Vintage, 1927, 2011
About The Book
This book revolves around the Ramsey family and their trip with friends to their holiday home in the Isle of Skye.
The only other Virginia Woolf book that I've read is Orlando and that was when I was at Uni... and so long ago that all I remember is that I really enjoyed it. Or at least I enjoyed the premise of the book where the main character switched between the sexes. To The Lighthouse is the October book for the Friday night book group and I have to admit I am struggling with it.
I really don't know what this book is about. I think I've gleaned some information from what I've read... but that would be pure luck. My powers of procrastination have beaten this book and I still had 70 odd pages to go when book club started and it is only 198 pages. I felt a bit bad as the newest member of the group felt she had to finish the book, and she was the only one who did. The discussion was good nonetheless! Someone had read either her diaries or a Room of One's Own (I forget which) and was able to provide some biographical details and thoughts on To The Lighthouse, which was very helpful.
I think that talking about it helped me make sense of what was going on in the book. I would like to finish it to see if the rounding out that I think should happen actually does happen. I tried to read some the day after, but I could barely keep my eyes open while reading it and it put me in a sleepy mood for the rest of the day!
What the book seems to be about is The Ramsey family. At first it all revolves around the beautiful Mrs Ramsey, but part two is about an intervening time between the two visits to the holiday house, during which time some of the characters have died and the first world war has happened. This is where I am up to and time is passing very slowly indeed.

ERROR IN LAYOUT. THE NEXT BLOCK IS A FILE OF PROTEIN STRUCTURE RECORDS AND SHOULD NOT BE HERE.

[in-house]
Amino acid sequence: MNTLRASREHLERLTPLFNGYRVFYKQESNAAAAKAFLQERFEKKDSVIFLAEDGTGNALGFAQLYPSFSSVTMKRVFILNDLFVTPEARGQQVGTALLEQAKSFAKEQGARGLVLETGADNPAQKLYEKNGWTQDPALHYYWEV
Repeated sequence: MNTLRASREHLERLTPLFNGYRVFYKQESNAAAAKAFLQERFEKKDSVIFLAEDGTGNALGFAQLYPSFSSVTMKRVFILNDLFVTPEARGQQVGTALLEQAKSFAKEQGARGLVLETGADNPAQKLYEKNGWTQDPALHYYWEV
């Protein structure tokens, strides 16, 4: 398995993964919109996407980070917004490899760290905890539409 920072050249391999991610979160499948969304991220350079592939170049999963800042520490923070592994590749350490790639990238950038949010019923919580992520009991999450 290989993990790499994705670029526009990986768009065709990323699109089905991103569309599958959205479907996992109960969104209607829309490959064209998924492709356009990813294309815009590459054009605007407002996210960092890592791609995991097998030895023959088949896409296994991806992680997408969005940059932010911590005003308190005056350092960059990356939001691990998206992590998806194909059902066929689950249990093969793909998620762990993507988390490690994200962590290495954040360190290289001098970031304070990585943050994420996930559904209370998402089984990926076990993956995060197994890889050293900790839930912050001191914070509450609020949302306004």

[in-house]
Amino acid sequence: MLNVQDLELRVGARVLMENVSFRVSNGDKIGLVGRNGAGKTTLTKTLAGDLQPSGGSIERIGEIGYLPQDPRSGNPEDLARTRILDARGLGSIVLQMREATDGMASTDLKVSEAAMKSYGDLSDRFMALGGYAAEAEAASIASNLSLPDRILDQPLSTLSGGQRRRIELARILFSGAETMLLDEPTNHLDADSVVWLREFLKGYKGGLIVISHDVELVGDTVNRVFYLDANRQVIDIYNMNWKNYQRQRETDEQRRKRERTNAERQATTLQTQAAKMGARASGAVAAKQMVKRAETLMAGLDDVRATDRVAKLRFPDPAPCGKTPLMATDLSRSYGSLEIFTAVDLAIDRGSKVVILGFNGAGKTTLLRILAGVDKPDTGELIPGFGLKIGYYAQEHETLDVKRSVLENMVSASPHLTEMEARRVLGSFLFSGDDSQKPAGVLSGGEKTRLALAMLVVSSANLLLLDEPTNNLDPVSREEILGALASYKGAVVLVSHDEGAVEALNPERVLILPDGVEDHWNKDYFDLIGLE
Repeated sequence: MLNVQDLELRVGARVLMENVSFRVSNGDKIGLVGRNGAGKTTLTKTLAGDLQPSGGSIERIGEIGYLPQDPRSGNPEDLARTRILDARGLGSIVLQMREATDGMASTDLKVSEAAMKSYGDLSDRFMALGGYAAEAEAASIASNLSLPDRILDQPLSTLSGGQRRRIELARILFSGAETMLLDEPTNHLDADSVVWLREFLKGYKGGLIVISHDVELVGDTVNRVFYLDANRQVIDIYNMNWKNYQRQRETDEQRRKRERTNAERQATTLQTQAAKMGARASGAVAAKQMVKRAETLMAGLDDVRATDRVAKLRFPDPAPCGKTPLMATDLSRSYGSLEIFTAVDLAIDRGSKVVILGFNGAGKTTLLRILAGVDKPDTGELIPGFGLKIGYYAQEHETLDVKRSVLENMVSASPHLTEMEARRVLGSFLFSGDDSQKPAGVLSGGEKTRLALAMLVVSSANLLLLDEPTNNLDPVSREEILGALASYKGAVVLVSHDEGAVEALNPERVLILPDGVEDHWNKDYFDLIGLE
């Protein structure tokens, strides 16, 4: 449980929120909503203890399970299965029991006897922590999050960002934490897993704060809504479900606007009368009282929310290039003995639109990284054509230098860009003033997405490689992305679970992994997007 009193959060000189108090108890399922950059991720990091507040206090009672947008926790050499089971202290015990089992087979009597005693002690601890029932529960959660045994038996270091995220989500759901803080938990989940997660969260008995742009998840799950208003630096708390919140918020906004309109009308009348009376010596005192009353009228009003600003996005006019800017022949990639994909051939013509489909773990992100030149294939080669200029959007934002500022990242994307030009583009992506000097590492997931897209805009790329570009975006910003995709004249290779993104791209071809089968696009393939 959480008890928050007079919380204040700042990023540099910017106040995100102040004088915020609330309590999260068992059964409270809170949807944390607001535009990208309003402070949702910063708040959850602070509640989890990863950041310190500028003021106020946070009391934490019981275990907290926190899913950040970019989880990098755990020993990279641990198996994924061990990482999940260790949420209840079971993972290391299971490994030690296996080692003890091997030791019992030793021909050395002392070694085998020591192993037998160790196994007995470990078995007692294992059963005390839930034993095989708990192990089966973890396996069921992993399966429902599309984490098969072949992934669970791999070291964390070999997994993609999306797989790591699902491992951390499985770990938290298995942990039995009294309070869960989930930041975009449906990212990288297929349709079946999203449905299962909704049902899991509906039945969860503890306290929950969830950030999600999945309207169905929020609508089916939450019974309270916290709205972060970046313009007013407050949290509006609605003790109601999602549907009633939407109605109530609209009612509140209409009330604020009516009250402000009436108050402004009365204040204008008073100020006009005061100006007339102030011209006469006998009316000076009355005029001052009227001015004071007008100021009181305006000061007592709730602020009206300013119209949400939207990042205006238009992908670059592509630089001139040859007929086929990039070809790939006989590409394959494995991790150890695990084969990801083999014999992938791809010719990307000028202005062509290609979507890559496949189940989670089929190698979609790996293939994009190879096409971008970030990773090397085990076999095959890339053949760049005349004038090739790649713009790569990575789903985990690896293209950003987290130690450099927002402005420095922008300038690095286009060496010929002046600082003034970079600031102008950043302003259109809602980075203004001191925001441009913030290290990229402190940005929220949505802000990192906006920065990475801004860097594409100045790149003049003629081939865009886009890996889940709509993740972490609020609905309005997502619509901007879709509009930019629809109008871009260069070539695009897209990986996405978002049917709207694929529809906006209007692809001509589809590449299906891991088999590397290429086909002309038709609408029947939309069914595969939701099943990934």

This book is a hard read, which is not the writer's fault. The fault is with me, the reader. As with our modern society I don't want to have to work at my entertainment/escape and so would prefer an easy read. That being said, after the discussion I have a renewed regard for the book... even if when I get back to it I still don't really know what is going on. I'm not satisfied with knowing broadly what is happening... but that is all the book is allowing me. I spoke to a colleague today who said she really enjoyed the book and being transported back to the early 1900s. This just reinforces that the fault is with me... not the book.
I guess what really stands out to me so far is the relationship between Mr and Mrs Ramsey and the fact that there is so much for them to say to each other but there is the reluctance and hesitation in actually doing so. The most poignant scene for me is one where they are in the bedroom and Mrs Ramsey knows that Mr Ramsey wants her to say she loves him, but for whatever reason she doesn't. This scene I actually understood and made me feel a bit sad for them.
"And what then? For she felt that he was still looking at her, but his look had changed. He wanted something - wanted the thing she always found it so difficult to give him; wanted her to tell him that she loved him. And that, no, she could not do. He found talking so much easier than she did. He could say things - she never could. So naturally it was always he that said the things, and then for some reason he would mind this suddenly, and reproach her. A heartless woman he called her; she never told him that she loved him. But it was no so - it was not so. It was only that she could never say what she felt." p 114